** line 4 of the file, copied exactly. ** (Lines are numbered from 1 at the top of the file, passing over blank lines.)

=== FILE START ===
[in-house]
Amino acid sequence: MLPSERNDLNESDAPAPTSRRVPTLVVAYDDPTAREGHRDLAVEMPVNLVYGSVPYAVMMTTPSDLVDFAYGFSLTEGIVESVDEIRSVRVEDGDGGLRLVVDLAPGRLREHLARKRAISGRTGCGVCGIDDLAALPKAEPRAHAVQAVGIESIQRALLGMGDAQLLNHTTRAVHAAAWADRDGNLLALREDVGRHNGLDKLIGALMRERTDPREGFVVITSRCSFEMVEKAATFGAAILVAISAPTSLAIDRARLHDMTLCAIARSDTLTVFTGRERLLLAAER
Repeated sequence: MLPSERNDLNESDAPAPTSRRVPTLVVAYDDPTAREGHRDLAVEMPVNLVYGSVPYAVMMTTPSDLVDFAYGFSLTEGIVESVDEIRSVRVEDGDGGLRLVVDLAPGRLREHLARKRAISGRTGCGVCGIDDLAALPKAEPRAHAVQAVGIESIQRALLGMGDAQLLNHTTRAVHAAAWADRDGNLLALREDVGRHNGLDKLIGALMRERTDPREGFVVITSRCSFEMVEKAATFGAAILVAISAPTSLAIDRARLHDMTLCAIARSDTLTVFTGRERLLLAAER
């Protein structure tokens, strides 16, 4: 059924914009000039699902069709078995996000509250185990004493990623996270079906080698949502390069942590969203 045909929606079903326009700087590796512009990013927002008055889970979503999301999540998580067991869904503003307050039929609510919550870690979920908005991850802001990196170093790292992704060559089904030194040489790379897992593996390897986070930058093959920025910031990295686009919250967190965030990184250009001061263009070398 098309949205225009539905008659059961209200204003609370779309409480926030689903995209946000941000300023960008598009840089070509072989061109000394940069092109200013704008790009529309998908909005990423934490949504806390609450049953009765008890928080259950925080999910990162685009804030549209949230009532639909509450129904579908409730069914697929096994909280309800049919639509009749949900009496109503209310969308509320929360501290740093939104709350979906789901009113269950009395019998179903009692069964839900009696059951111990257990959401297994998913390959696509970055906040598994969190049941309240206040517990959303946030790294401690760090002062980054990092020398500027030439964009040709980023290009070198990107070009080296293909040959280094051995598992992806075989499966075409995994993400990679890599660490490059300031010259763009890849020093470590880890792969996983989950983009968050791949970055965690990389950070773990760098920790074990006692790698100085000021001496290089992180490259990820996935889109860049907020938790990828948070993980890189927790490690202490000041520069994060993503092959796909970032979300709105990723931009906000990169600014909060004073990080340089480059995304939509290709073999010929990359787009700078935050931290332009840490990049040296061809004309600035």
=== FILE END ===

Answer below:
């Protein structure tokens, strides 16, 4: 059924914009000039699902069709078995996000509250185990004493990623996270079906080698949502390069942590969203 045909929606079903326009700087590796512009990013927002008055889970979503999301999540998580067991869904503003307050039929609510919550870690979920908005991850802001990196170093790292992704060559089904030194040489790379897992593996390897986070930058093959920025910031990295686009919250967190965030990184250009001061263009070398 098309949205225009539905008659059961209200204003609370779309409480926030689903995209946000941000300023960008598009840089070509072989061109000394940069092109200013704008790009529309998908909005990423934490949504806390609450049953009765008890928080259950925080999910990162685009804030549209949230009532639909509450129904579908409730069914697929096994909280309800049919639509009749949900009496109503209310969308509320929360501290740093939104709350979906789901009113269950009395019998179903009692069964839900009696059951111990257990959401297994998913390959696509970055906040598994969190049941309240206040517990959303946030790294401690760090002062980054990092020398500027030439964009040709980023290009070198990107070009080296293909040959280094051995598992992806075989499966075409995994993400990679890599660490490059300031010259763009890849020093470590880890792969996983989950983009968050791949970055965690990389950070773990760098920790074990006692790698100085000021001496290089992180490259990820996935889109860049907020938790990828948070993980890189927790490690202490000041520069994060993503092959796909970032979300709105990723931009906000990169600014909060004073990080340089480059995304939509290709073999010929990359787009700078935050931290332009840490990049040296061809004309600035």